Eating Animals

Eating Animals, 2018, 3 ¾ stars

Chew on this

Animals illuminates horror of meat consumption

Image copyright Big Star Pictures / IFC Films

Exclusive to MeierMovies, September 25, 2018

Movies usually try to avoid leaving a bad taste in your mouth. But that’s precisely the goal of Eating Animals, as the documentary is a crash course in the global nightmare of meat.

Directed by Christopher Dillon Quinn and inspired by Jonathan Foer’s book, the film shines a badly needed light on the environmental, economic, nutritional, drug and animal-rights problems caused by the world’s 50-year creep from small family farms toward “confinement agriculture.”

“The meat industry has done a good job of disconnecting eating meat from killing animals,” one interviewee says. “And it’s really made it possible for people not to fully appreciate that actually an animal had to be murdered for them to eat this. … If the consuming public saw what it really looks like, they would stop eating it.”

The film is slickly produced, complete with a Natalie Portman narration and perfectly executed drone shots. Frankly, I would have been more emotionally moved by gritty 16mm reminiscent of Harlan County U.S.A., as the Portman voiceover and background music are a bit heavy-handed, even distracting. But the film never feels like propaganda. Instead, it carries the weight of Shakespearean tragedy. And judged as a horror film, it’s scarier than Hereditary. Journalistically, it could be more thorough, but it still rings disgustingly true.

“Suffering and disregard for the environment [have] been built into the equation of cost and efficiency,” Portman says. “They’ve calculated how close to death we can keep an animal without killing it, how close to destruction we can keep the environment without losing it all together.”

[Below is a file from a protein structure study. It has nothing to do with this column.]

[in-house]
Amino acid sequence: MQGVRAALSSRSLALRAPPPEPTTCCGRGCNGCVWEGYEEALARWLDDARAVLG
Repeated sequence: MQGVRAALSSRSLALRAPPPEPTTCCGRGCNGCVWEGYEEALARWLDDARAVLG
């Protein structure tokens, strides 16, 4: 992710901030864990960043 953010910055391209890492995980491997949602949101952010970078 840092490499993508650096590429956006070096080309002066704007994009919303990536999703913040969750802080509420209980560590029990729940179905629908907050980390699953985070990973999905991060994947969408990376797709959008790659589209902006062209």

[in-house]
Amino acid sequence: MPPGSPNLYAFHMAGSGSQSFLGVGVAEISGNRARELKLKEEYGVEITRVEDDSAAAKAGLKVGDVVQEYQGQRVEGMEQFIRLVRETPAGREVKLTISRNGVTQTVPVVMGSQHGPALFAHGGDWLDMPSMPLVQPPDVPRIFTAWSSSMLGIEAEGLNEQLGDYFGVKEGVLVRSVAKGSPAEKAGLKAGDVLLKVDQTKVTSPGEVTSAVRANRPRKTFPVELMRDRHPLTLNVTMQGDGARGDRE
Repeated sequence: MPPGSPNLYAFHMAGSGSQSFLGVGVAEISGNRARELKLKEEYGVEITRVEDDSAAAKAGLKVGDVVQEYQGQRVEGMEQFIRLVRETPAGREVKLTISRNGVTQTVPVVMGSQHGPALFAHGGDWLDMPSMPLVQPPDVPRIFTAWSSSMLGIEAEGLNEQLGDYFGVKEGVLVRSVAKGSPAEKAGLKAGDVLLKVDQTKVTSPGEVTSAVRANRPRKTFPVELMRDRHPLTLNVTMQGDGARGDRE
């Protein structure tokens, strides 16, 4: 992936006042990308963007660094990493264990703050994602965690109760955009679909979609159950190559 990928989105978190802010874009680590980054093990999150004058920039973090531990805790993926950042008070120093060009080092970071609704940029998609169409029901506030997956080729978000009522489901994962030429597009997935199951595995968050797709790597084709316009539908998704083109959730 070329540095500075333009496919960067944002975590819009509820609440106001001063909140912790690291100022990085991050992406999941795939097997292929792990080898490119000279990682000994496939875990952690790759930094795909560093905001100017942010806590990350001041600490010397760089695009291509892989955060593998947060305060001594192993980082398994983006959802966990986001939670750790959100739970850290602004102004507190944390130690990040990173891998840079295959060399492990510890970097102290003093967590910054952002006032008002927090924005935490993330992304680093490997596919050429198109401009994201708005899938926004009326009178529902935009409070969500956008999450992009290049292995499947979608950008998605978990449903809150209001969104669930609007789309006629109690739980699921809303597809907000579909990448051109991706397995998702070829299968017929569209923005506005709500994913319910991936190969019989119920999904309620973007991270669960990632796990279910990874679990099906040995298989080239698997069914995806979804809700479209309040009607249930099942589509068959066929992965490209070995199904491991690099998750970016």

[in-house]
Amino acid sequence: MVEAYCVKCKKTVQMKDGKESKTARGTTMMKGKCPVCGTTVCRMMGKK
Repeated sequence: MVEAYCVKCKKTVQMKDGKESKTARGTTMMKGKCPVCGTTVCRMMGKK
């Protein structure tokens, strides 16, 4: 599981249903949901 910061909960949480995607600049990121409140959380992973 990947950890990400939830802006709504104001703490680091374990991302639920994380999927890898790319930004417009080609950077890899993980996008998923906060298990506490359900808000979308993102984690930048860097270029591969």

That’s a powerful quote, but the film isn’t about speech-making. It’s about horrible hidden footage of unspeakable animal abuse. And it’s about facts, such as the more than 400,000 pigs killed in the United States each day so you can eat bacon. Surprisingly, the doc never mentions meat by-products (leather, gelatin, etc.) or fully analyzes animal intelligence, but at just 94 minutes, it just doesn’t have time to tackle every aspect of this enormous topic.

The interviewees – farmers, scientists, consumers and activists – are the highlights of Eating Animals. Their stories are fascinating, heart-breaking and courageous. Yet only two admit to giving up meat, and most still embrace the dignity of traditional farming. In fact, the film neither makes a strong pitch for vegetarianism nor truly tackles the central question of meat consumption: Do humans have the right to kill and eat other intelligent creatures? (The failure to address that query is the movie’s biggest disappointment.) But the interviewees still made profound life choices that have affected both themselves and the meat industry.

For instance, Craig Watts, a former contract farmer for Perdue Farms, exposed his own hen-house horrors and now grows legumes for meat-substitute products. Subjugated to little more than a serf in a feudal system, Watts finally realized he had a choice – or, more accurately, three choices.

“You vote at least three times a day with your fork,” he says.

How will you vote?

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